Justia U.S. 7th Circuit Court of Appeals Opinion Summaries

Articles Posted in Transportation Law

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On the night of January 27, 2014, DND’s driver, Velasquez, crashed his semi-truck into two emergency vehicles and another semi which were stopped on an unlit highway. An Illinois Toll Authority employee was killed and a police officer was seriously injured. The Federal Motor Carrier Safety Administration (FMCSA) immediately revoked Velasquez’s commercial-driving privileges and opened a company-wide investigation. After a very thorough, two-month investigation, FMCSA issued an imminent-hazard out-of-service order (IHOOSO) without warning, directing DND to immediately halt its trucking operations nationwide and freeze trucks in place within eight hours. During the investigation DND had been permitted to continue normal operations and there were two or three minor problems. An administrative law judge opened a hearing nine days after the order issued and rendered his decision after another six days, finding that the IHOOSO should not have been issued and was an effective “death penalty” to the small company. Apparently, the sudden halt to the company’s operations put the company out of business. The Seventh Circuit dismissed, for lack of Article III standing, a petition for review seeking to correct a decision of an assistant administrator that upheld the ALJ grant of relief to DND. The case is moot. View "DND International, Inc. v. Federal Motor Carrier Safety Administration" on Justia Law

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Since 1935, federal law has regulated the hours of service of truck drivers operating in interstate commerce. Drivers must keep paper records showing their driving time and other on‐duty time. In 2012, Congress directed the Department of Transportation to issue regulations to require most interstate commercial motor vehicles to install electronic logging devices (ELDs) linked to vehicle engines to automatically record data relevant to hours of services: whether the engine is running, the time, and the vehicle’s approximate location. Congress instructed the Department to consider factors including driver privacy and preventing forms of harassment enabled by the ELDs, 49 U.S.C. 31137. The Federal Motor Carrier Safety Administration promulgated the final rule: Electronic Logging Devices and Hours of Service Supporting Documents, 49 C.F.R. Pts. 385, 386, 390, 395 (2015). The Seventh Circuit rejected a challenge by the Owner-Operator Independent Drivers Association and drivers. The court rejected arguments that the rule permits ELDs that are not entirely automatic; uses a narrow definition of “harassment” that will not sufficiently protect drivers; that the agency’s cost‐benefit analysis was inadequate; that the agency did not sufficiently consider confidentiality protections for drivers; and that the ELD mandate imposed, in effect, an unconstitutional search or seizure on truck drivers. Even if the rule imposes a search or a seizure, inspection of ELD data recorded would fall within the “pervasively regulated industry” exception to the warrant requirement. View "Owner-Operator Independent Drivers Association, Inc. v. United States Department of Transportation" on Justia Law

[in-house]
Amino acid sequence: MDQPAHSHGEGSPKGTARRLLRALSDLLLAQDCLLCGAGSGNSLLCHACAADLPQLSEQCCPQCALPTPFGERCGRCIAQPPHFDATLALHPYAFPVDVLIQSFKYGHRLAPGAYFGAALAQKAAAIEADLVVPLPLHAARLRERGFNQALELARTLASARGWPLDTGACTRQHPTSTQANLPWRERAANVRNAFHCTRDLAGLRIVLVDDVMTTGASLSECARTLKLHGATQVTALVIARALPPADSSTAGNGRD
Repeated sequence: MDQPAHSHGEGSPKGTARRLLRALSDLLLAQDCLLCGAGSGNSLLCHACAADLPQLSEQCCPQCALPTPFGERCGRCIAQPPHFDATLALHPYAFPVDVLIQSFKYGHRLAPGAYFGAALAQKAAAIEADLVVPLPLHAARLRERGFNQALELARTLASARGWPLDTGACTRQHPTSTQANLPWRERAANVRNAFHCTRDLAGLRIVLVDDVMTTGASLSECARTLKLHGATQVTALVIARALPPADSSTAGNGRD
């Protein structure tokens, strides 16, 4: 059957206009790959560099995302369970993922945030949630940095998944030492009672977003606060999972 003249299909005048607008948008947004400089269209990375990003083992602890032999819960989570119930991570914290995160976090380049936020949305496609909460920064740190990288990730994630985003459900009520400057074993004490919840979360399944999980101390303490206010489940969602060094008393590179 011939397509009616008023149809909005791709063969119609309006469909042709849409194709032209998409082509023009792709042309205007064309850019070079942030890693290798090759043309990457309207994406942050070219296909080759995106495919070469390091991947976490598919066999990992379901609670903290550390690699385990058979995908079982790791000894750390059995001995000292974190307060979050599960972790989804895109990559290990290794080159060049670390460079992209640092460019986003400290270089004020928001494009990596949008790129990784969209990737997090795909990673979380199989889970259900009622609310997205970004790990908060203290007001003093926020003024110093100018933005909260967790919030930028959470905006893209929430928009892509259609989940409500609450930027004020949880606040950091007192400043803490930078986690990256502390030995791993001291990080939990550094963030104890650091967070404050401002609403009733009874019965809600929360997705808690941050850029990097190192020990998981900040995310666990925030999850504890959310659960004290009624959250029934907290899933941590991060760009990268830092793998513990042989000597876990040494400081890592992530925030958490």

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Plaintiff was supervising a BNSF crew, removing and reinstalling timber crossing planks. The crew had difficulty removing one plank, and with plaintiff’s approval, used a front‐end loader, which caused the plank to fly loose as plaintiff was walking on the track and to strike his leg. Days later he went to his doctor and learned that he had fractured his tibia. After first stating that he had been injured at home, on advice of his union, plaintiff told his supervisor, Veitz, about the injury. BNSF paid his medical bills and, pursuant to its policy, staged a reenactment and concluded that plaintiff had been careless. Later, a crew member told Veitz that he thought plaintiff was injured 10 days before the incident, while removing railroad ties from railroad property. Pursuant to its collective bargaining agreement, BNSF investigated. For his carelessness in the front-loader incident (which cost it medical expenses), BNSF imposed a 30-day suspension, but discharged plaintiff for the theft. Veitz testified that he had not given plaintiff permission to take ties, which are soaked in creosote. BNSF does not give or sell creosote products to employees or the public because of potential hazards The National Railroad Adjustment Board and OSHA denied plaintiff’s appeals. A jury awarded plaintiff damages under the Federal Railroad Safety Act, which forbids a railroad to discriminate against an employee for reporting a work-related injury, 49 U.S.C. 20109(a). The Seventh Circuit reversed, finding no evidence that the firing was related to the injury report. The company has a firm policy of firing employees discovered to have stolen company property. View "Koziara v. BNSF Railway Co." on Justia Law